Nature Valley simplifies the great outdoors

A new campaign capitalizes on the insight that it's not just technology keeping kids and families from enjoying nature.
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Families lead busy lives, but Nature Valley’s summer campaign aims to inspire them to stay connected with nature every day.

The “100 #NatureMoments for 100 Days of Summer” campaign is giving Canadians a list of things they can do every day for the remainder of the summer to reconnect with the parts of nature they find all around them. They tend to be simple activities such as star gazing, climbing a tree and flying a kite.

A different activity will be spotlighted every day, or the full list can be downloaded from the Nature Valley website.

The PR-led campaign kicks off this week with Ben Klasky, a public speaker and CEO of outdoor education nonprofit IslandWood, going on a media tour to promote the concept.

The list has also been sent to a group of influencers who will create content around its individual activities. The campaign is also being supported with social media and blog content around the activities and statistics about nature, as well as an in-store component.

Veritas led PR and social on the campaign, with Cossette Media on the media buy.

Nature Valley launched its “Rediscover Nature” platform in 2015 as part of an effort to move away from product-focused messaging. The campaigns have been primarily focused on technology, be it through TV spots or online video series featuring parents lamenting how kids spend play time glued to screens instead of going outside.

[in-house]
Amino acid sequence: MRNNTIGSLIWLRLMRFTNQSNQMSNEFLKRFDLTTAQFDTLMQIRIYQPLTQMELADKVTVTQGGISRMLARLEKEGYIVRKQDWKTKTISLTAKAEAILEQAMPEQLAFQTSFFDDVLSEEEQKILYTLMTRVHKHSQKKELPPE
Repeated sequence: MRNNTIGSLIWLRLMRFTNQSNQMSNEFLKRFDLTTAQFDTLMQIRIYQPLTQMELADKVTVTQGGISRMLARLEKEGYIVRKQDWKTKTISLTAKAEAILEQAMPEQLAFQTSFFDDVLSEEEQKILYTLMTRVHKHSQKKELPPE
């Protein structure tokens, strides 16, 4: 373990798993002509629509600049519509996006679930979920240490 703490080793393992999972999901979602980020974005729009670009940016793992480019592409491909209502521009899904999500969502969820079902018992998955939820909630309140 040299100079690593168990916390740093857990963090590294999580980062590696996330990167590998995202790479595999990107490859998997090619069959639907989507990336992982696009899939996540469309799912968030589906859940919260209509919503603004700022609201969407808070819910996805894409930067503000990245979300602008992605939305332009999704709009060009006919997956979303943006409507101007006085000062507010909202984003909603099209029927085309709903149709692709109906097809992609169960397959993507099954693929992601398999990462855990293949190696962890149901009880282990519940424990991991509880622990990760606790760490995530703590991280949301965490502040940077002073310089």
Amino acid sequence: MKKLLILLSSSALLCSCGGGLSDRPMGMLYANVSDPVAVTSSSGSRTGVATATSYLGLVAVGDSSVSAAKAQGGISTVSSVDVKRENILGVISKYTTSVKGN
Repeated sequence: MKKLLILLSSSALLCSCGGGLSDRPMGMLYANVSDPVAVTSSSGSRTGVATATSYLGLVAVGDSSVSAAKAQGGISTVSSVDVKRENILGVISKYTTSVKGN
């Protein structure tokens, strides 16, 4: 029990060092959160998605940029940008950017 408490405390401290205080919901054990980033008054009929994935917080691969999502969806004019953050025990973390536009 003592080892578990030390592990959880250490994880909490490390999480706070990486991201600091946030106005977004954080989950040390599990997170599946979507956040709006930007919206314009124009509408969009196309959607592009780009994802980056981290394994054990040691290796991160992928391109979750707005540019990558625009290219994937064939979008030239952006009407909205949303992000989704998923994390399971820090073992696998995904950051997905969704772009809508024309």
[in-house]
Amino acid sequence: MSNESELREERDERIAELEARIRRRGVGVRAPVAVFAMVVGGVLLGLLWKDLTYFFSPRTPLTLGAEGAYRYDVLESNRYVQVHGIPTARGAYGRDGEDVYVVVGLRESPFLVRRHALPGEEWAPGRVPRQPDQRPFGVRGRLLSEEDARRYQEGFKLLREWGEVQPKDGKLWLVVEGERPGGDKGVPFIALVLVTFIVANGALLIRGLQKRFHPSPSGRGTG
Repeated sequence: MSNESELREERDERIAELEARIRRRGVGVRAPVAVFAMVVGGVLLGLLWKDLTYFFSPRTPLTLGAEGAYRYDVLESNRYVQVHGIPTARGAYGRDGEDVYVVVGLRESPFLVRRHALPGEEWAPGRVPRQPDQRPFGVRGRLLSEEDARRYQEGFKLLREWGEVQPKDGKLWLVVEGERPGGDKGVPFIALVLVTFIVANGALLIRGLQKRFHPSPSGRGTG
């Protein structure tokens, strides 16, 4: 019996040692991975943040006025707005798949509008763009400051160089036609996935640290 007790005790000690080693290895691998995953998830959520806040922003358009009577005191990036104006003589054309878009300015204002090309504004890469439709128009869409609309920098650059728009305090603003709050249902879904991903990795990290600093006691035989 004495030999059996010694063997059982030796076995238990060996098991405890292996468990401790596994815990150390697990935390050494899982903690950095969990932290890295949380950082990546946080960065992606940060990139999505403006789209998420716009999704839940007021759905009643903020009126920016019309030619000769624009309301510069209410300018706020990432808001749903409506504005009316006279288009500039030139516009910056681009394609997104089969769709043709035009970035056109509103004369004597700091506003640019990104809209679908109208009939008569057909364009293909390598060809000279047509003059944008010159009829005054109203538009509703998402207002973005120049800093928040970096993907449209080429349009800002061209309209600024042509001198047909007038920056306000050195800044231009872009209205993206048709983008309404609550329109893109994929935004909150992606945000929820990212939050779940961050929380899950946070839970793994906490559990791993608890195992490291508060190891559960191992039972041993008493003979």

But technology is only one barrier preventing kids from getting outdoors.

In a survey of 500 adults and 200 children conducted for General Mills Canada by Vision Critical, 35% of Canadians under 18 said they prefer spending time with some form of technology. Other barriers the research identified were related to societal pressures and busy lifestyles Canadian families are living. Many parents feel pressured to enroll kids in structured, organized activities like sports (as opposed to letting them play on their own), which also fills up free time when added to things like homework.

There is also a focus on “performance” and encouraging kids to do things with clear achievements, as opposed to freely exploring on their own. With those packed schedules, 27% of Canadians feel “too tired” to go out into nature, and there is a perception that it requires a lot of work to do so, like packing up the car and driving somewhere.

“The main insight we were operating under before was that technology keeps kids from going outside,” says Samuel Bussieres, associate marketing director for snacks at General Mills Canada. “What was most interesting to us was finding out that overscheduling and overstructuring and focusing so much on performance is not leaving enough time for free play and downtime. That also sparked a lot of conversation with the families we spoke to.”

That’s why the “100 Nature Moments” in the campaign are highly focused on simplicity. Many of the activities are things people have access to within walking distance of their homes, if not right in their own back yard, such as planting a garden, collecting rocks and leaves, or eating dinner outside.

“We have this idea of nature being so complex and out of reach, but 83% of Canadians have a park close to their homes,” he Bussieres says. “Based on the research and the response to past campaigns, we know this idea of getting back to nature really strikes a chord with Canadians. The idea now is about how can we actually help them take action with what they already have.”